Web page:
Our members want to save the environment!

April 18, 2017

We asked our members what they thought about the future of our planet and they believe that ‘saving the environment’ should be taught in schools in an effort to prevent the negative impact of pollution.

Factory smoke: UK children worry about pollution
More than 1,000 children aged between 4 and 14 who attend our centres said that pollution was their biggest worry for the future, followed by the extinction of animals, politics and rising sea levels.

87% of children believe ‘saving the environment’ should be taught in schools. When asked why over a third (38%) said it was because they are worried about the future of the environment. This reveals a strong urge amongst the UK’s children to educate themselves about the damage we are causing the environment, in order to put things right in the future!

When it comes to the current political situation, the majority of children (86%) said they were worried about Donald Trump being the President of the United States – which could be down to his notorious stance on global warming!

Panda in tree

Pandas were the animals that children were most concerned about dying out, followed by polar bears and elephants. And when it came to animals that are already extinct, almost a third of children say they had never heard of the woolly mammoth, the dodo or the sabre-tooth tiger.

The research was commissioned to shine a spotlight on the theme of this year’s National Young Writers’ Awards – ‘the future’. Children aged four to 14 are invited to write a story of 500 words or less set in 3017 in an effort to win a trip to Disneyland Paris and £500 worth of books for their school. There’s still time to enter, as the deadline is Friday 5th May.

Adventurer, environmentalist, author and TV presenter of Deadly 60, Steve Backshall is this year’s judge.  He says: “It’s heartening to know that so many children care about the impact that pollution is having on the world around us. We are incredibly lucky to have an amazing array of animals in this world and a beautiful planet to inhabit so it is of paramount importance for our future generations to look after them.

“I would certainly agree that saving the environment should be a top priority in schools.”

The research showed that children had a good understanding of global environmental issues and the possible impact that human activity has on the ecosystem. Of those children asked, three quarters (76%) believed that human activity causes animal extinctions, while 71% believed that coral reefs could soon die off.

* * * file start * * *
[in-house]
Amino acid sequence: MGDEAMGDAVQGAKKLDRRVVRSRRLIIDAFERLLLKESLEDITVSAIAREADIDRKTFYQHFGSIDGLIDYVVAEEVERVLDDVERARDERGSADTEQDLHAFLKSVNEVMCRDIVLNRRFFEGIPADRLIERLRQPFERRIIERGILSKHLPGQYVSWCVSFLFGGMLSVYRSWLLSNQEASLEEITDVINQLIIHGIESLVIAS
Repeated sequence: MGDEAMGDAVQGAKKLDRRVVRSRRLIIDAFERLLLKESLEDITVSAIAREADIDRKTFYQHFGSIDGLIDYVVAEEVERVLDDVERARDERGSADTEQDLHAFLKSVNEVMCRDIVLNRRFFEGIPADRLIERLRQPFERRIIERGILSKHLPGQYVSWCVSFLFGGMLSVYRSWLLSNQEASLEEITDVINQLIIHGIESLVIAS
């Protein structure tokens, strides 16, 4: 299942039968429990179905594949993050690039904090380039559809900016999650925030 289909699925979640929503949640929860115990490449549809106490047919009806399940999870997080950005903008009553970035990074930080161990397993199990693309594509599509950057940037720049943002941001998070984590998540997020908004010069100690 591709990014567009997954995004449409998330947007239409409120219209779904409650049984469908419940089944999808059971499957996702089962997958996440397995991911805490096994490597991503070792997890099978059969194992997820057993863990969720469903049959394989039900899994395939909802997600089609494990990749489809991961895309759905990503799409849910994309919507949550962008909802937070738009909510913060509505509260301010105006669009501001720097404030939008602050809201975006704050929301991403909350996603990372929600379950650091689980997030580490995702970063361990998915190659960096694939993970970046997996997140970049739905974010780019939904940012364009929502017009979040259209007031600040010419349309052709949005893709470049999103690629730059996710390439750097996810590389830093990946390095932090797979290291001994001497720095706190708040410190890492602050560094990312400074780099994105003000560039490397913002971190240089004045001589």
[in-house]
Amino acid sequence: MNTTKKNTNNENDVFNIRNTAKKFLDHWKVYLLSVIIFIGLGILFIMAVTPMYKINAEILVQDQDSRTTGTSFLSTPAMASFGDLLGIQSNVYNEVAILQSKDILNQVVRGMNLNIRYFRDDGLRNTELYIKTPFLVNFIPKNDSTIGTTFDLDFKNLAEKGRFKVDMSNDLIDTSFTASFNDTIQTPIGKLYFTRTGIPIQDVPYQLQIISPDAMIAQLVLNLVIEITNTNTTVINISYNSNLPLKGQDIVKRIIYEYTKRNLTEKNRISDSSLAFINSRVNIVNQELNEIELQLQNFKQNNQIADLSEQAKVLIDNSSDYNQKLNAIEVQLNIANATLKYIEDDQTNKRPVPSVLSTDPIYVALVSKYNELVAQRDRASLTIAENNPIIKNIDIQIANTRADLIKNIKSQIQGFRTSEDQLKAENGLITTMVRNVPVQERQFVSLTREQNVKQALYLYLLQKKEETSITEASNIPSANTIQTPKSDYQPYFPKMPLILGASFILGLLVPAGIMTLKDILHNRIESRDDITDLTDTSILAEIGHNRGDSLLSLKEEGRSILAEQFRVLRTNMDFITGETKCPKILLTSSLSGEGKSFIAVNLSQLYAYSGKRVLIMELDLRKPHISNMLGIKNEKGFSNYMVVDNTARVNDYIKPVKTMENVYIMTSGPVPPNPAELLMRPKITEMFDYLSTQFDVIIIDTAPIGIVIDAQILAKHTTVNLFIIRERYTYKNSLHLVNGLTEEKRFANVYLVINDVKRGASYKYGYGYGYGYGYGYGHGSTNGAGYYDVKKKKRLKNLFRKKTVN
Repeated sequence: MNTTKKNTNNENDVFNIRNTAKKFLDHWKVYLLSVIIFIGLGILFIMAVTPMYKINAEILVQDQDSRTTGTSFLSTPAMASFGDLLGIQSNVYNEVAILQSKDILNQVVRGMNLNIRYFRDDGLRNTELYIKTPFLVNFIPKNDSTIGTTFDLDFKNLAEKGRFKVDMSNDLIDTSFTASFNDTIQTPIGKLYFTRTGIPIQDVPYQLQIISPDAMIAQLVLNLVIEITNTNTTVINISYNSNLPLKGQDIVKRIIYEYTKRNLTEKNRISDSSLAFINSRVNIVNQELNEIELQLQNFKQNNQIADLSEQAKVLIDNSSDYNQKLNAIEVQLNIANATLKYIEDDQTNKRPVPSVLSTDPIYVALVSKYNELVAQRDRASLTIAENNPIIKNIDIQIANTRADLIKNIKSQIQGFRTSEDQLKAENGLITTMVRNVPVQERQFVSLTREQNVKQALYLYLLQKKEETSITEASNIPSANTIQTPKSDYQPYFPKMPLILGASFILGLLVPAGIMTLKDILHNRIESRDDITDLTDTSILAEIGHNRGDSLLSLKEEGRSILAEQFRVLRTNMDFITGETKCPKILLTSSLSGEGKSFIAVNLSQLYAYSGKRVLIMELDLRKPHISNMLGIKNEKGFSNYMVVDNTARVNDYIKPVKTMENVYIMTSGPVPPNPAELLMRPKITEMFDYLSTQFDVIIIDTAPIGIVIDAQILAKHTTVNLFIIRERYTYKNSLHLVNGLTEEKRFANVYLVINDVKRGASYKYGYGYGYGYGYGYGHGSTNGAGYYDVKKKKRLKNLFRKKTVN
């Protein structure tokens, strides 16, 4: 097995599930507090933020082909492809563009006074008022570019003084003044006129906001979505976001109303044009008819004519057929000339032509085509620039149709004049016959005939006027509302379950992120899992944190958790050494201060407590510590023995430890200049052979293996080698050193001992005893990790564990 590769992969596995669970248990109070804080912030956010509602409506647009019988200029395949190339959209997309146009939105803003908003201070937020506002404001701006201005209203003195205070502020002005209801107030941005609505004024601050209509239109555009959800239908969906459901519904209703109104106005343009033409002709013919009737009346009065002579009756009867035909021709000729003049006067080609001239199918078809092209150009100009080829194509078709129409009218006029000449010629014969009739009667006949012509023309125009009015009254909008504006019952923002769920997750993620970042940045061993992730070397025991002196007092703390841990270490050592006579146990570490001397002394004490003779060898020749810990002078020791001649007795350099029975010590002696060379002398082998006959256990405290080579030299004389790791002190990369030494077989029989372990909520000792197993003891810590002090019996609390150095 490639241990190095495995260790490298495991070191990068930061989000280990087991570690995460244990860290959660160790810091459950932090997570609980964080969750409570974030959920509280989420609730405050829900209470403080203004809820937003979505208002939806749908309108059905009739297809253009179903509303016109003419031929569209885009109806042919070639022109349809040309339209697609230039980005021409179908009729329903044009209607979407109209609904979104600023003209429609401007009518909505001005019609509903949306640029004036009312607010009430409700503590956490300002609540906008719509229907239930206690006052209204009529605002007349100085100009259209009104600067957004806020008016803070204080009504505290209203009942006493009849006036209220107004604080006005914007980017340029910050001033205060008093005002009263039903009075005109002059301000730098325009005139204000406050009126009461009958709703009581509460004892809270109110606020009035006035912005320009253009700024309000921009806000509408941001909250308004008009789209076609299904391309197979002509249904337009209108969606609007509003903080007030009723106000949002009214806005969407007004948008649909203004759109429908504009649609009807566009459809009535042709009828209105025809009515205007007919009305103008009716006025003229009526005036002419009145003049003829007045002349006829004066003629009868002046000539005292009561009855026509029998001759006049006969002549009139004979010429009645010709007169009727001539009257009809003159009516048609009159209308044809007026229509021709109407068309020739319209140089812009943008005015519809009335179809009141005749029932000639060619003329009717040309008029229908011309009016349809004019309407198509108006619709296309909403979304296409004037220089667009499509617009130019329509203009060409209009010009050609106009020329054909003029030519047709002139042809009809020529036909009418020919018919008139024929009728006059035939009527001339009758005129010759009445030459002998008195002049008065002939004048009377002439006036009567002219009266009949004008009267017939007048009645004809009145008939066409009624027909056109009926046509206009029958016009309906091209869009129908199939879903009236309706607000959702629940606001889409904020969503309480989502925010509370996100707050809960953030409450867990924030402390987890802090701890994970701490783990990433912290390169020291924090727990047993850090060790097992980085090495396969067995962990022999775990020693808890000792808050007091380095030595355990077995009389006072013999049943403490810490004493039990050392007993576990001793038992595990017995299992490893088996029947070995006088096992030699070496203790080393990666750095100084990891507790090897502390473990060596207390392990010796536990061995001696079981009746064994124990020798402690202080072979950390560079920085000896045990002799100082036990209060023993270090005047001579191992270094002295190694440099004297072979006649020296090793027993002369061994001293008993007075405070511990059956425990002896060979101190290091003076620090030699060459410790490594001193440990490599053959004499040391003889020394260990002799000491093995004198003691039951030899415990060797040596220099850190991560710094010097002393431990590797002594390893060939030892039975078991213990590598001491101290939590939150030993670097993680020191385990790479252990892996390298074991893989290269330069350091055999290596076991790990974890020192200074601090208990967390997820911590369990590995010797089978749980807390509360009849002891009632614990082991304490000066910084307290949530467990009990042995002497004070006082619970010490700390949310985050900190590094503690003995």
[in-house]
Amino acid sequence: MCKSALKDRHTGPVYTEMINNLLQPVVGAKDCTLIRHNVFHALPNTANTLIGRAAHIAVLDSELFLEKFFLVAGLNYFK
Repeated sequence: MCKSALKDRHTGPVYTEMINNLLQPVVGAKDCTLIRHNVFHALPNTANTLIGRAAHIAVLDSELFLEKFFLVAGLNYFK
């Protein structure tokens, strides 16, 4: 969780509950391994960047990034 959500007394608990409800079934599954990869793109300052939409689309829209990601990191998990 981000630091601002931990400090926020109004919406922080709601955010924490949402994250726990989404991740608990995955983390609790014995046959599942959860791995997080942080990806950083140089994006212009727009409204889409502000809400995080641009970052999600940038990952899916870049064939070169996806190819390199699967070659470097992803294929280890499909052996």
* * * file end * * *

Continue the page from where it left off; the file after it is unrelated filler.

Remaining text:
However, it’s not all doom and gloom when it comes to the future. Kids are most excited about the new technology that is set to emerge (49%), followed by the possibility of time travel (26%) and then driverless cars (10%). Similarly, children are very optimistic about how long they will live with nearly two thirds (62%) of children believing they will be enjoying life over the age of 100 and 17% believing they’ll live to 200!

Over a third (37%) of children think that we will be living on another planet in future, and just over a tenth (13%), each thinks we’ll be underground or floating in the air in a pod. However, the most uplifting findings from the research found that children of today’s biggest want for the future are a cure for cancer – with 59% saying so, above the ability for tourists to travel to space (18%).

Carey Ann Dodah, Director of Curriculum Strategy at Explore Learning says: “This research has been very enriching as it shows just how much children of the UK care about the health of planet earth and understand the importance of looking after it for their children – and their children’s children! We chose to theme this year’s National Young Writers’ Awards around ‘the future’ because it opens up so much potential for a child’s imagination. Their characters could be living in space, travelling back in time, working with robots, who knows? The opportunities are endless and we cannot wait to read the entries!”

The National Young Writers’ Awards have been running for nine years and have inspired hundreds of thousands of children across the UK to put pen to paper and give writing a try! This year’s judge is Steve Backshall, author of the hugely popular Falcon Chronicles series of books made up of Tiger Wars, Ghosts of the Forest, Wilds of the Wolf and Shark Seas, released in October 2016. Find out more and how to enter!




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